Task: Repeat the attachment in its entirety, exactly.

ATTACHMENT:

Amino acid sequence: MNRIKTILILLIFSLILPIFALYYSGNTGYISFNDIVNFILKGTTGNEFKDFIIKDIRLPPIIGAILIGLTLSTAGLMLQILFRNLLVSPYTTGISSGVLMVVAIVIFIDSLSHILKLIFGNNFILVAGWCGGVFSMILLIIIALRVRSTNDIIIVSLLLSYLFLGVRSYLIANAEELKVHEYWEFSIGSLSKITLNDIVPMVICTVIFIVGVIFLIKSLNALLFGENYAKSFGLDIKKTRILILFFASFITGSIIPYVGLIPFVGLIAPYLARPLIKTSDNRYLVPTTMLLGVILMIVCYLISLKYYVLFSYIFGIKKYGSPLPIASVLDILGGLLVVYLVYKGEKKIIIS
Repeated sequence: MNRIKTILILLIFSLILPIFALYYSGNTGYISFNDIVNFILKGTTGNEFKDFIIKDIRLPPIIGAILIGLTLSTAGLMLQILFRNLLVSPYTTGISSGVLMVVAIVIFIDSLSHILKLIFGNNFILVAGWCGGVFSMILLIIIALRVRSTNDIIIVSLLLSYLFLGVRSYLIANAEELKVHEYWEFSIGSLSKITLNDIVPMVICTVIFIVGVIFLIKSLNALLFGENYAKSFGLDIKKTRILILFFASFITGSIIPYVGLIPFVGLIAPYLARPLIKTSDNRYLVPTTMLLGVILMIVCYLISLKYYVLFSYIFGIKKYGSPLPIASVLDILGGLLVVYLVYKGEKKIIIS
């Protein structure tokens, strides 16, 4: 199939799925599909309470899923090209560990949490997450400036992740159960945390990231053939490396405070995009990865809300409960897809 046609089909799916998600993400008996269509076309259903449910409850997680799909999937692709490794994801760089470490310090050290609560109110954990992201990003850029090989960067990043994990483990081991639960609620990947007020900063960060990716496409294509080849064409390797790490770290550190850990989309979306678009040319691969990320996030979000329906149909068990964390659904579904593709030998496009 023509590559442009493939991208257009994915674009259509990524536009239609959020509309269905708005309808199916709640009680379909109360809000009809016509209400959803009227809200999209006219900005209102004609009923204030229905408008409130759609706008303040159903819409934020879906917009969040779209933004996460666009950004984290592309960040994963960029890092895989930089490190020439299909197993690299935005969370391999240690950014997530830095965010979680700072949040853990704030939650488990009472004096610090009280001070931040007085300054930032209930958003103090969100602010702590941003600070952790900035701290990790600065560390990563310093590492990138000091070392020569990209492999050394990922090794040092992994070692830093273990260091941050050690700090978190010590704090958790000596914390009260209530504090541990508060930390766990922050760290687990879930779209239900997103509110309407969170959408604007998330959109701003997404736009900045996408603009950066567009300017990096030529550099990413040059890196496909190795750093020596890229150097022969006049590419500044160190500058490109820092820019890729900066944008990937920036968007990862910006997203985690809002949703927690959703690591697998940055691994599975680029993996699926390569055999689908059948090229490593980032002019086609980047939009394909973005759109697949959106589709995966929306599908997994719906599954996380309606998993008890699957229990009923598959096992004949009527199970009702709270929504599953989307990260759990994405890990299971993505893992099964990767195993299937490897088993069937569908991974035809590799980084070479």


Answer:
Amino acid sequence: MNRIKTILILLIFSLILPIFALYYSGNTGYISFNDIVNFILKGTTGNEFKDFIIKDIRLPPIIGAILIGLTLSTAGLMLQILFRNLLVSPYTTGISSGVLMVVAIVIFIDSLSHILKLIFGNNFILVAGWCGGVFSMILLIIIALRVRSTNDIIIVSLLLSYLFLGVRSYLIANAEELKVHEYWEFSIGSLSKITLNDIVPMVICTVIFIVGVIFLIKSLNALLFGENYAKSFGLDIKKTRILILFFASFITGSIIPYVGLIPFVGLIAPYLARPLIKTSDNRYLVPTTMLLGVILMIVCYLISLKYYVLFSYIFGIKKYGSPLPIASVLDILGGLLVVYLVYKGEKKIIIS
Repeated sequence: MNRIKTILILLIFSLILPIFALYYSGNTGYISFNDIVNFILKGTTGNEFKDFIIKDIRLPPIIGAILIGLTLSTAGLMLQILFRNLLVSPYTTGISSGVLMVVAIVIFIDSLSHILKLIFGNNFILVAGWCGGVFSMILLIIIALRVRSTNDIIIVSLLLSYLFLGVRSYLIANAEELKVHEYWEFSIGSLSKITLNDIVPMVICTVIFIVGVIFLIKSLNALLFGENYAKSFGLDIKKTRILILFFASFITGSIIPYVGLIPFVGLIAPYLARPLIKTSDNRYLVPTTMLLGVILMIVCYLISLKYYVLFSYIFGIKKYGSPLPIASVLDILGGLLVVYLVYKGEKKIIIS
């Protein structure tokens, strides 16, 4: 199939799925599909309470899923090209560990949490997450400036992740159960945390990231053939490396405070995009990865809300409960897809 046609089909799916998600993400008996269509076309259903449910409850997680799909999937692709490794994801760089470490310090050290609560109110954990992201990003850029090989960067990043994990483990081991639960609620990947007020900063960060990716496409294509080849064409390797790490770290550190850990989309979306678009040319691969990320996030979000329906149909068990964390659904579904593709030998496009 023509590559442009493939991208257009994915674009259509990524536009239609959020509309269905708005309808199916709640009680379909109360809000009809016509209400959803009227809200999209006219900005209102004609009923204030229905408008409130759609706008303040159903819409934020879906917009969040779209933004996460666009950004984290592309960040994963960029890092895989930089490190020439299909197993690299935005969370391999240690950014997530830095965010979680700072949040853990704030939650488990009472004096610090009280001070931040007085300054930032209930958003103090969100602010702590941003600070952790900035701290990790600065560390990563310093590492990138000091070392020569990209492999050394990922090794040092992994070692830093273990260091941050050690700090978190010590704090958790000596914390009260209530504090541990508060930390766990922050760290687990879930779209239900997103509110309407969170959408604007998330959109701003997404736009900045996408603009950066567009300017990096030529550099990413040059890196496909190795750093020596890229150097022969006049590419500044160190500058490109820092820019890729900066944008990937920036968007990862910006997203985690809002949703927690959703690591697998940055691994599975680029993996699926390569055999689908059948090229490593980032002019086609980047939009394909973005759109697949959106589709995966929306599908997994719906599954996380309606998993008890699957229990009923598959096992004949009527199970009702709270929504599953989307990260759990994405890990299971993505893992099964990767195993299937490897088993069937569908991974035809590799980084070479």